Fewer PSA Tests May Benefit Older, Low-Risk Prostate Cancer Survivors, Study Says

Fewer PSA Tests May Benefit Older, Low-Risk Prostate Cancer Survivors, Study Says

A new study suggests that older patients who survived prostate cancer with a low risk of recurrence could benefit from fewer prostate cancer antigen (PSA) tests, as they are more likely to experience the harmful effects of PSA monitoring that could outweigh the advantages.

The study, “Individualizing PSA Monitoring Among Older Prostate Cancer Survivors,” was published in the Journal of General Internal Medicine.

In the follow-up to prostatectomy or radiation therapy to cure prostate cancer, men are monitored for disease recurrence with blood tests that measure PSA levels.

Recurrence is generally considered at PSA levels equal to or higher than 0.2 ng/mL after a radical prostatectomy, or an increase over baseline by 2.0 ng/mL when radiation therapy was used.

Although PSA monitoring might be beneficial for early detection of disease relapses and warrant early interventions, in some older patients the dangers of PSA monitoring might surpass the benefits.

Older men who have survived cancer with low risk of recurrence are the least likely to experience disease relapse during their lifetime. In such cases, exposing men to frequent PSA tests might lead to unnecessary invasive diagnostics or treatments and pose more harm than good, researchers said.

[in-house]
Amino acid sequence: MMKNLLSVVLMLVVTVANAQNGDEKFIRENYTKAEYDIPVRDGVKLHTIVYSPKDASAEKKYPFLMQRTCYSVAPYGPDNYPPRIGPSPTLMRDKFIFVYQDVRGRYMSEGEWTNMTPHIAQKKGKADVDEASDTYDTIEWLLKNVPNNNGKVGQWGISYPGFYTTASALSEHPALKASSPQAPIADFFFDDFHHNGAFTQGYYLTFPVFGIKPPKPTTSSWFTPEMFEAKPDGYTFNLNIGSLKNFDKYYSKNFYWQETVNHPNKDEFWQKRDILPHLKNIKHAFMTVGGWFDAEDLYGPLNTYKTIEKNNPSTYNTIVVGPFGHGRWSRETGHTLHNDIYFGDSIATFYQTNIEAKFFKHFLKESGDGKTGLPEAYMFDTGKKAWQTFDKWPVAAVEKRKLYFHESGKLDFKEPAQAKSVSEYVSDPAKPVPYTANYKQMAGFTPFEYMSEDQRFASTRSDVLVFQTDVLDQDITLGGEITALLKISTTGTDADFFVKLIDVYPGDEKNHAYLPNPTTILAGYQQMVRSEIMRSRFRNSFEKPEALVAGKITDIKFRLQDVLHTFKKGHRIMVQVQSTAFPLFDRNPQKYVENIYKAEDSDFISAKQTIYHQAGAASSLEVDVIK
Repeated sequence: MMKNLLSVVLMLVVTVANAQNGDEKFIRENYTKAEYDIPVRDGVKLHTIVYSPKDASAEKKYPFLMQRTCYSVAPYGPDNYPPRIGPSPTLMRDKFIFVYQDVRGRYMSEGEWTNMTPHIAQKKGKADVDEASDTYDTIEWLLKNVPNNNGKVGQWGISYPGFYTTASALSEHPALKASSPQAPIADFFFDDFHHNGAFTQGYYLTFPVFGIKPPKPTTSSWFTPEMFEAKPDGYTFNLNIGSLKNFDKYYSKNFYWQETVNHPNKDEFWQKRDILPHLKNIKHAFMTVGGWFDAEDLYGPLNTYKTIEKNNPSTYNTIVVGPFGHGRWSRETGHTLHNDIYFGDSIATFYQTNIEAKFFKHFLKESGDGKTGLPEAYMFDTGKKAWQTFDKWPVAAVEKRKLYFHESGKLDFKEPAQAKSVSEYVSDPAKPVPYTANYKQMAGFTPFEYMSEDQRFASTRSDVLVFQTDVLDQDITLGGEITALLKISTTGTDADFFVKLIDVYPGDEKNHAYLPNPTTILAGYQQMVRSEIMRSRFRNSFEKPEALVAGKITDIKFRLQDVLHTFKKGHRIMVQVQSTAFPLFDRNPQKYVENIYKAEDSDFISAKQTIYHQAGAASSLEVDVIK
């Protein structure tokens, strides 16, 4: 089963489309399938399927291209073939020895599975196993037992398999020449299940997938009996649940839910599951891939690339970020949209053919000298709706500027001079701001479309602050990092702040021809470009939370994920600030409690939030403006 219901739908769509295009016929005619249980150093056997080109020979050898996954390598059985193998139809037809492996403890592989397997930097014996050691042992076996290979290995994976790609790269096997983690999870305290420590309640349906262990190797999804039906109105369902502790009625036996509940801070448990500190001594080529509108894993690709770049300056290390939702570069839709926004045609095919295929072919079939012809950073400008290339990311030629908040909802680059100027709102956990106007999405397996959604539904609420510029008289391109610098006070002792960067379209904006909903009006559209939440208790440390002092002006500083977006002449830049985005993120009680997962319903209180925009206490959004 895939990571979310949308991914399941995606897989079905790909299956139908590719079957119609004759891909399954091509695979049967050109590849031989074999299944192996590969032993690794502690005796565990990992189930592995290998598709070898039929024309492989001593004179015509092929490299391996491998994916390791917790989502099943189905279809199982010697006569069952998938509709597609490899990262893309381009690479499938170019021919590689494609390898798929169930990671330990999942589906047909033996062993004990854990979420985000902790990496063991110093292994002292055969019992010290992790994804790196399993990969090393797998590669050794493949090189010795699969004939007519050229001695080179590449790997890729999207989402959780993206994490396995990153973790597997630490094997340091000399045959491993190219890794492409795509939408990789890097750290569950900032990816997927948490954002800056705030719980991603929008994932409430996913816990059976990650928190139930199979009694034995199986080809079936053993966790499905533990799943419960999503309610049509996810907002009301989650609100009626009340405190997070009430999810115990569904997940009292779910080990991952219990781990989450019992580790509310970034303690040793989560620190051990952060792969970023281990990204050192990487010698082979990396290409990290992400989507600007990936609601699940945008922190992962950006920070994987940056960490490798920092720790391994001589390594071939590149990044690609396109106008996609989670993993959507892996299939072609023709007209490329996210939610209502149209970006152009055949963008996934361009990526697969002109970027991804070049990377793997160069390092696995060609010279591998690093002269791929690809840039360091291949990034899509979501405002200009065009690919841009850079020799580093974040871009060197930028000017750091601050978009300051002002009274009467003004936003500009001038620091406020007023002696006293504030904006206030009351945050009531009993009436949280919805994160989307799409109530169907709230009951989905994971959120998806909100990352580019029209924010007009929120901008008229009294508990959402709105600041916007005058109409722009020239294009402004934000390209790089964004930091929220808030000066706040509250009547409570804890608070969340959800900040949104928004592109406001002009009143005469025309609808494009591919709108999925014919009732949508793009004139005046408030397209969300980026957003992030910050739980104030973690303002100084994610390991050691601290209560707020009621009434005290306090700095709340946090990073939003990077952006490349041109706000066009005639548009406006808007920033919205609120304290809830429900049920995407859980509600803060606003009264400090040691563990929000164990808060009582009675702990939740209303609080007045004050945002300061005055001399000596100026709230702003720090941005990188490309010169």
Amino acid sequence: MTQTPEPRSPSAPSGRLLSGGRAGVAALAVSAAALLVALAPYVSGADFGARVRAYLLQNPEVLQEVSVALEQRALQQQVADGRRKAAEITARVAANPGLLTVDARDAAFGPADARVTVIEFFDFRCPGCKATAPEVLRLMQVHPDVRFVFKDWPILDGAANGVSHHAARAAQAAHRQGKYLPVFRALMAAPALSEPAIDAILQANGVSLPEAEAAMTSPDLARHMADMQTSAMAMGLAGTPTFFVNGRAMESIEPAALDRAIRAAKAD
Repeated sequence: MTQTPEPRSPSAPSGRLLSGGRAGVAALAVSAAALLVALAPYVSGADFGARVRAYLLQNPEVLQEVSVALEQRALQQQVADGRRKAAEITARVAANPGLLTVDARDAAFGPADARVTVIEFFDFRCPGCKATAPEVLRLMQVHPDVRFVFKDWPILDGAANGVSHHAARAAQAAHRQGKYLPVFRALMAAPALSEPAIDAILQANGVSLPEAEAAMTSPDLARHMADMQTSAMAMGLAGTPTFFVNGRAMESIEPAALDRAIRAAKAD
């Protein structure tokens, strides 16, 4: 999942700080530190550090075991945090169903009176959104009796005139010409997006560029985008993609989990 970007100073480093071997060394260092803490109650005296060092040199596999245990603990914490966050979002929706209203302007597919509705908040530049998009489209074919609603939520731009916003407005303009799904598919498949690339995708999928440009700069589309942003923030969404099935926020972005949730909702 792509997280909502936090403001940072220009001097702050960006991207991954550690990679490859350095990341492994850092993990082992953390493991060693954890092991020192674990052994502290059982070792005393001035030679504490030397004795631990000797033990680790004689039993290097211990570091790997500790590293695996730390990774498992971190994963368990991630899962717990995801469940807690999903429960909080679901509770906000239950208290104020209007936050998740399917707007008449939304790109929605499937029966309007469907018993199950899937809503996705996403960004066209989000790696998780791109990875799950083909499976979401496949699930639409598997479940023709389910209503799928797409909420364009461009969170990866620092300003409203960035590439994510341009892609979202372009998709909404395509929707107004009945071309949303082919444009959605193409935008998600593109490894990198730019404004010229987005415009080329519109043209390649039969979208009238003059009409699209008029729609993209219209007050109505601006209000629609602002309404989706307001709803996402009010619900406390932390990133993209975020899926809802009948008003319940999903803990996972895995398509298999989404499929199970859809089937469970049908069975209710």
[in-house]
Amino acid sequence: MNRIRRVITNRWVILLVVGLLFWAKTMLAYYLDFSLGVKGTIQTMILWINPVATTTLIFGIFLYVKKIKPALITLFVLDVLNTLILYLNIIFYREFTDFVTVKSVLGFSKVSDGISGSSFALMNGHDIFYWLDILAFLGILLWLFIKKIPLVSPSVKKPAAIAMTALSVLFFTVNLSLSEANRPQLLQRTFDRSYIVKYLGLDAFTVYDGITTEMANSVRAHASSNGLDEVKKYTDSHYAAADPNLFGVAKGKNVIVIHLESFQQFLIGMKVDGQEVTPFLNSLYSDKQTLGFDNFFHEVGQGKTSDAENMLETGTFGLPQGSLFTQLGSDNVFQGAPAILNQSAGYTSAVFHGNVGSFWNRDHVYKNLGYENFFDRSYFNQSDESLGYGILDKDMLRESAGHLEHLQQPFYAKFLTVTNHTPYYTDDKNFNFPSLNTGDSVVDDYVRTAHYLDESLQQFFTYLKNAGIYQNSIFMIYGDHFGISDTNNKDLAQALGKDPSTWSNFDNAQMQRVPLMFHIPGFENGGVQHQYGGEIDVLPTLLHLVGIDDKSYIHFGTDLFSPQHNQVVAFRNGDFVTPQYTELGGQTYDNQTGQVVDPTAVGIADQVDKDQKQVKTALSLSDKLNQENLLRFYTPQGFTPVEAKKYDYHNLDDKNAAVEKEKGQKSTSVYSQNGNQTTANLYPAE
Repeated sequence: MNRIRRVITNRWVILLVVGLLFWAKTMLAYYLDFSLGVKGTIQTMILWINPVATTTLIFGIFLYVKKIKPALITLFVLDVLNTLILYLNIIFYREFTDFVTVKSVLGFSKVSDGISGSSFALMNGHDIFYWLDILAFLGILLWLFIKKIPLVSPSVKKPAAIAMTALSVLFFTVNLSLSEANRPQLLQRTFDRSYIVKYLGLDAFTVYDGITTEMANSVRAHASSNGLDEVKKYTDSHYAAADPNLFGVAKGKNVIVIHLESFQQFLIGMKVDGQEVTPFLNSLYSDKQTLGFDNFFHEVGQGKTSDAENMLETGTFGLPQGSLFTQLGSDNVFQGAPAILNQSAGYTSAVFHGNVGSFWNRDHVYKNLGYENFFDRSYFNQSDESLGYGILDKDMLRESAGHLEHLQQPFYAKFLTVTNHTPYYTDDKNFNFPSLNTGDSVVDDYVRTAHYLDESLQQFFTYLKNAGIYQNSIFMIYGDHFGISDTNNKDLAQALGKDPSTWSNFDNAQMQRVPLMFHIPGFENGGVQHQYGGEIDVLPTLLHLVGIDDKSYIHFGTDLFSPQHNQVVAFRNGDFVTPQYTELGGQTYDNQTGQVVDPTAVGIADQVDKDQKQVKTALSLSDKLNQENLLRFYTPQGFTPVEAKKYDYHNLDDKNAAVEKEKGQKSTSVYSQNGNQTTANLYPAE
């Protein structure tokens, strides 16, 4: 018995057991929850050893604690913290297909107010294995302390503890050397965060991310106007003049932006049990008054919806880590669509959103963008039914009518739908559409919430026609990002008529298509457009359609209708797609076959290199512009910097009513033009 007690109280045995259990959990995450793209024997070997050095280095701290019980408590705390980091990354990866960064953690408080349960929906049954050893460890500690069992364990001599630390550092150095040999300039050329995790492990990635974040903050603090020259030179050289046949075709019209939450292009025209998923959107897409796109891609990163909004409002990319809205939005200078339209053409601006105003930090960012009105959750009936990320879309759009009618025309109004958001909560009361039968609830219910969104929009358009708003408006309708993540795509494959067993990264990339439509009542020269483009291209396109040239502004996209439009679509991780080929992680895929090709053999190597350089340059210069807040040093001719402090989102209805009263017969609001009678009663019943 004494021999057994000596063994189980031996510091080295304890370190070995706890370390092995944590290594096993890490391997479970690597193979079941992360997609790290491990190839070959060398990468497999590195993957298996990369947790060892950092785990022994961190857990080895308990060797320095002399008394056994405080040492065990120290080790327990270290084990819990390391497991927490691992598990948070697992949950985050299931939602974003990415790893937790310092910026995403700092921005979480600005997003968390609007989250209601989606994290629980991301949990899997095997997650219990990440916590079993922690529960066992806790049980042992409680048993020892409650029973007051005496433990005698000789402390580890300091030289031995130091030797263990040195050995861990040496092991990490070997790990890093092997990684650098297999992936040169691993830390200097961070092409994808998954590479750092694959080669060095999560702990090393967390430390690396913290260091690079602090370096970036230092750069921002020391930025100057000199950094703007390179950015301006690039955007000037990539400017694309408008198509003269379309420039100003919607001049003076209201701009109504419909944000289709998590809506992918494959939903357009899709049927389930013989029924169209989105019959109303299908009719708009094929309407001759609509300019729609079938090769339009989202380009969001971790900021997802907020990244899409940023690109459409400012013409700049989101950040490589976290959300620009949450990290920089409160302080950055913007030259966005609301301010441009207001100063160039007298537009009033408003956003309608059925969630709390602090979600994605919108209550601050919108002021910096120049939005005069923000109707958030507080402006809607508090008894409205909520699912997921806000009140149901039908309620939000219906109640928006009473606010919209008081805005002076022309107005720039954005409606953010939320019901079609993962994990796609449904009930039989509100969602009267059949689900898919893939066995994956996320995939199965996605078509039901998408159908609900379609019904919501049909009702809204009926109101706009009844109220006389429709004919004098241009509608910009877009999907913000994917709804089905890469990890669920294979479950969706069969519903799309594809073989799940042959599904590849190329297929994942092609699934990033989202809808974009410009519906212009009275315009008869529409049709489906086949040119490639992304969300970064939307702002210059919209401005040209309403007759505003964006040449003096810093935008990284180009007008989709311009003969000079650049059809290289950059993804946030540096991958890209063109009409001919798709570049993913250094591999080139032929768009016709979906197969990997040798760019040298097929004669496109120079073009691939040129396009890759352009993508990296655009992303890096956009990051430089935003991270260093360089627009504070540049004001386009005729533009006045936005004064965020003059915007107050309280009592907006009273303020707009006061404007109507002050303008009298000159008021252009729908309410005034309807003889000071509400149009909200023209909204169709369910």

Investigators at the University of California, San Francisco examined how common in clinical practice it is to prescribe fewer PSA tests to patients with limited life expectancy and who have had low-risk prostate cancer. 

The team examined data from the U.S. Veterans Affairs Cancer Registry and Medicare from 13,397 men ages 65 or older who have been treated for prostate cancer with radiation or radical prostatectomy.

All participants survived without a recurrence for at least one year after treatment and were followed for the next four years.

Men with limited life expectancy — ages 85 and older or ages 65 and older with a high comorbidity index — who were treated for low-risk cancer received more PSA tests than those with low-risk cancer and a favorable expectancy — ages 65-74 without no comorbidity index (1.9 tests per year versus 1.8 tests per year, respectively).

And they received only slightly fewer PSA tests than men with a favorable life expectancy and treated for high-risk cancer (1.9 tests per year versus two tests per year, respectively).

The number of PSA tests only decreased significantly with the years a man had survived without prostate cancer. While in the first year men had 2.3 PSA tests per year, this decreased to two in year two, 1.8 in year three, and 1.6 in year four.

The team concluded that PSA test frequencies are similar across patients and cancer risk characteristics, indicating little individualization of PSA monitoring.

According to Louise Walter, MD, senior author of the study, the research suggests for the first time that clinicians need guidelines considering life expectancy, risk of recurrence, and the values and preferences of cancer survivors to determine when to use PSA tests.

Walter is the chief of the UCSF Division of Geriatrics and a geriatrician at San Francisco VA Health Care System.